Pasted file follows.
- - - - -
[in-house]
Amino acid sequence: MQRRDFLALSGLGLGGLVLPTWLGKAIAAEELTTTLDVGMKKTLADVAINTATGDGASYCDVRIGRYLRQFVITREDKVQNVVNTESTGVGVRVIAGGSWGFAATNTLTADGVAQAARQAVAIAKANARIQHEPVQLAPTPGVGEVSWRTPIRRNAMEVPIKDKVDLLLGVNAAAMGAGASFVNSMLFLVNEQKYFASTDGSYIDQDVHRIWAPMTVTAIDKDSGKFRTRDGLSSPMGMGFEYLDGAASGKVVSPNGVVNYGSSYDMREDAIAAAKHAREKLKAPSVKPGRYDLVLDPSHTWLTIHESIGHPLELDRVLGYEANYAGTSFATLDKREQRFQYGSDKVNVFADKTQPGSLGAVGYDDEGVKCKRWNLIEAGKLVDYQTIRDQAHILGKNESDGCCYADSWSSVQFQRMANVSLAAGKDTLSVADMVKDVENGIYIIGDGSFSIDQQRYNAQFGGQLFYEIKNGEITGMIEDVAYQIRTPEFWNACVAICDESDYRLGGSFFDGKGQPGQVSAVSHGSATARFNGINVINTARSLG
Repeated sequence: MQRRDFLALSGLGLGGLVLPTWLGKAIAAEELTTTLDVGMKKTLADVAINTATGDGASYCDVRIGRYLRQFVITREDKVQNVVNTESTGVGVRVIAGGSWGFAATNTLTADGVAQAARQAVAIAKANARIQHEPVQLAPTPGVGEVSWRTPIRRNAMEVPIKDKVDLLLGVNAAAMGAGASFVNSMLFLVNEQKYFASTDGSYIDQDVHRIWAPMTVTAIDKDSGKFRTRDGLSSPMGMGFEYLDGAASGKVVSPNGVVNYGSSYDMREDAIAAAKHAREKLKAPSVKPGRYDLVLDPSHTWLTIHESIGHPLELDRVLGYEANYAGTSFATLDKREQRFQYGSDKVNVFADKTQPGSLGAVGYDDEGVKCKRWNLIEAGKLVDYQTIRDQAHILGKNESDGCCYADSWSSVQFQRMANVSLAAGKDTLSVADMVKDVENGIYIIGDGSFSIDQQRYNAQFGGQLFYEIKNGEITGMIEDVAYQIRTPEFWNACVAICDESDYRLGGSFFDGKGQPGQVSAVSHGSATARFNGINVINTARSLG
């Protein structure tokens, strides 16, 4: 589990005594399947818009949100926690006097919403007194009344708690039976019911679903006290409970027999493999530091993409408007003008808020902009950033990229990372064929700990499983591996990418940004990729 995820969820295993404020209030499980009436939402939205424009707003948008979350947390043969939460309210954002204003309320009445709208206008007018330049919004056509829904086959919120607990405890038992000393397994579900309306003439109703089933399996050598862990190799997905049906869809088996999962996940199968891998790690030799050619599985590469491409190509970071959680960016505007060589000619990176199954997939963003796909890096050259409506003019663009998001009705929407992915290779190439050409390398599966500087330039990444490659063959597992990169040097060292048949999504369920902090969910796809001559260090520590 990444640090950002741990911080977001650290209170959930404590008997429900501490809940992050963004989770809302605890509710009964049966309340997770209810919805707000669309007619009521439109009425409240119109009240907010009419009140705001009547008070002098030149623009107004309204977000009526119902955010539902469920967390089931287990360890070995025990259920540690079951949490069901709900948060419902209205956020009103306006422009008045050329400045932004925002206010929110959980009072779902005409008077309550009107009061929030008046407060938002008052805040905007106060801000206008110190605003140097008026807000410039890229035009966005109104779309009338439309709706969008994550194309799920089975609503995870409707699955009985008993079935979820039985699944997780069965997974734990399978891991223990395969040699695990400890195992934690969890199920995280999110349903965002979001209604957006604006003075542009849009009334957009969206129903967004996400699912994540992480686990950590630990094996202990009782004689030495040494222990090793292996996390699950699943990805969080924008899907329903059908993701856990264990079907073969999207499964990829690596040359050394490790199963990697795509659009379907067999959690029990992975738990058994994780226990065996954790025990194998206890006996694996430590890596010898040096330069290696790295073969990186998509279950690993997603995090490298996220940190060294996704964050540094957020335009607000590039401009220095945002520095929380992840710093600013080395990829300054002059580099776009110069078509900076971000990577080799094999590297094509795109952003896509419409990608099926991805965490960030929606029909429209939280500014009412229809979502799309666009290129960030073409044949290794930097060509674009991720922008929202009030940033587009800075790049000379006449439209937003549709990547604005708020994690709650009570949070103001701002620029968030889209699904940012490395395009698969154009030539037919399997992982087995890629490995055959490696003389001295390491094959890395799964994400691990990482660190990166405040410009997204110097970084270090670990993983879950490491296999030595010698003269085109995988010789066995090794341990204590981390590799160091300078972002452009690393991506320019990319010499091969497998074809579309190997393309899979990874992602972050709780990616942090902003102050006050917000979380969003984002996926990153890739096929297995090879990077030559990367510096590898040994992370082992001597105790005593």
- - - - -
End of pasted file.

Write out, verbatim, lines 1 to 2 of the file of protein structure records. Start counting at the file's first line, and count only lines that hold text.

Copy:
[in-house]
Amino acid sequence: MQRRDFLALSGLGLGGLVLPTWLGKAIAAEELTTTLDVGMKKTLADVAINTATGDGASYCDVRIGRYLRQFVITREDKVQNVVNTESTGVGVRVIAGGSWGFAATNTLTADGVAQAARQAVAIAKANARIQHEPVQLAPTPGVGEVSWRTPIRRNAMEVPIKDKVDLLLGVNAAAMGAGASFVNSMLFLVNEQKYFASTDGSYIDQDVHRIWAPMTVTAIDKDSGKFRTRDGLSSPMGMGFEYLDGAASGKVVSPNGVVNYGSSYDMREDAIAAAKHAREKLKAPSVKPGRYDLVLDPSHTWLTIHESIGHPLELDRVLGYEANYAGTSFATLDKREQRFQYGSDKVNVFADKTQPGSLGAVGYDDEGVKCKRWNLIEAGKLVDYQTIRDQAHILGKNESDGCCYADSWSSVQFQRMANVSLAAGKDTLSVADMVKDVENGIYIIGDGSFSIDQQRYNAQFGGQLFYEIKNGEITGMIEDVAYQIRTPEFWNACVAICDESDYRLGGSFFDGKGQPGQVSAVSHGSATARFNGINVINTARSLG